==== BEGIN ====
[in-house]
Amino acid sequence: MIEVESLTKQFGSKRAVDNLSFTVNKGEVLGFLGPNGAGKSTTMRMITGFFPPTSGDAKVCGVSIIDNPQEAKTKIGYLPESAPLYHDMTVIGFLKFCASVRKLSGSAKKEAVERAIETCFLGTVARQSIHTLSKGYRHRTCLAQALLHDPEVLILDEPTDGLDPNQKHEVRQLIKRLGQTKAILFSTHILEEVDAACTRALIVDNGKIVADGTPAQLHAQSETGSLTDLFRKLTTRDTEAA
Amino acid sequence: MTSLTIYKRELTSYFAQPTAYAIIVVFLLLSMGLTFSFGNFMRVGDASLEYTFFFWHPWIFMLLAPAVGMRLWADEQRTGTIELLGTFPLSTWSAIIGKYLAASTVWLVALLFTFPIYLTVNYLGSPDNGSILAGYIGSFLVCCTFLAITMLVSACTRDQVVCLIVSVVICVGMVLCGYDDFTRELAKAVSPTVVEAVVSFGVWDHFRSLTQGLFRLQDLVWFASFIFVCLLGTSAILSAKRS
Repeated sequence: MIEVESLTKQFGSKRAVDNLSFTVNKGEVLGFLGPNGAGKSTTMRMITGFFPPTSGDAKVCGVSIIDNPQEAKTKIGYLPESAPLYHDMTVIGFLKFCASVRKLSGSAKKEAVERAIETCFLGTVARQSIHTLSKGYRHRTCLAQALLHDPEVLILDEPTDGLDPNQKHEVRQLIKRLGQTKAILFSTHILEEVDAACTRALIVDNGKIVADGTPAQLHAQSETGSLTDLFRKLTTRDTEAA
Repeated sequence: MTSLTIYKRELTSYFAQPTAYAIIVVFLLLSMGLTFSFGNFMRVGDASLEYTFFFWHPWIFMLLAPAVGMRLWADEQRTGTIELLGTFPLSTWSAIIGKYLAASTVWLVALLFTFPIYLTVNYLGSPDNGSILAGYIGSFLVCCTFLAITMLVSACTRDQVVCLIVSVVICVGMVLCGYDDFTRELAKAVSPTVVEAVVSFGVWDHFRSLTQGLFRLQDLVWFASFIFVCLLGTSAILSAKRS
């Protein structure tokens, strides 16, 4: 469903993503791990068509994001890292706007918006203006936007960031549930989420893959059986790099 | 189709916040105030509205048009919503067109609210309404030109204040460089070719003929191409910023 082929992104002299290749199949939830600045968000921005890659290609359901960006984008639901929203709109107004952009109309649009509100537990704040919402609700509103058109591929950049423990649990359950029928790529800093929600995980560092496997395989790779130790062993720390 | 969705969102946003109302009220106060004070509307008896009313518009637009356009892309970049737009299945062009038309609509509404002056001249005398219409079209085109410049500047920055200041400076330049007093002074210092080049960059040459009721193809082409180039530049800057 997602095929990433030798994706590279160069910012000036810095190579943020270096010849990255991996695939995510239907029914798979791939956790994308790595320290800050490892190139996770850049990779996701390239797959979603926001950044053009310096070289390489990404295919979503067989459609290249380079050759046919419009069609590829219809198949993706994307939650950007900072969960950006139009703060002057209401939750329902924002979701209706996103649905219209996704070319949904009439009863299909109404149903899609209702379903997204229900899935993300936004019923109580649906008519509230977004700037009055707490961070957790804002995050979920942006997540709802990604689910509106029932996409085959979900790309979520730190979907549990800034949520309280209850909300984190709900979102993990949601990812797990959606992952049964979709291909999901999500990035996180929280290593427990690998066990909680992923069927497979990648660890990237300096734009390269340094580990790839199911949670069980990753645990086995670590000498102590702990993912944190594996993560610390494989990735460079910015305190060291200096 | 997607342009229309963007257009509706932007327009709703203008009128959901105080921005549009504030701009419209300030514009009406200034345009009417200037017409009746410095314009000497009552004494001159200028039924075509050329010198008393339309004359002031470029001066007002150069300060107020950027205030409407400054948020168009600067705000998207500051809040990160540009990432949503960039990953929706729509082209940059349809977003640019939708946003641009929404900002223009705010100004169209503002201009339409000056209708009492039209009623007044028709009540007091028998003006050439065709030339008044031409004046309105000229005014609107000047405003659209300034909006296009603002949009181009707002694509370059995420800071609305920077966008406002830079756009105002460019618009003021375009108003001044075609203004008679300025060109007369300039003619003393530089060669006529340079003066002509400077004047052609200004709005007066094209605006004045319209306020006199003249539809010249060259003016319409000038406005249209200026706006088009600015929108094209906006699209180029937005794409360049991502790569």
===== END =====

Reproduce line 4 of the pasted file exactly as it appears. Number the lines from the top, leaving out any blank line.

Repeated sequence: MIEVESLTKQFGSKRAVDNLSFTVNKGEVLGFLGPNGAGKSTTMRMITGFFPPTSGDAKVCGVSIIDNPQEAKTKIGYLPESAPLYHDMTVIGFLKFCASVRKLSGSAKKEAVERAIETCFLGTVARQSIHTLSKGYRHRTCLAQALLHDPEVLILDEPTDGLDPNQKHEVRQLIKRLGQTKAILFSTHILEEVDAACTRALIVDNGKIVADGTPAQLHAQSETGSLTDLFRKLTTRDTEAA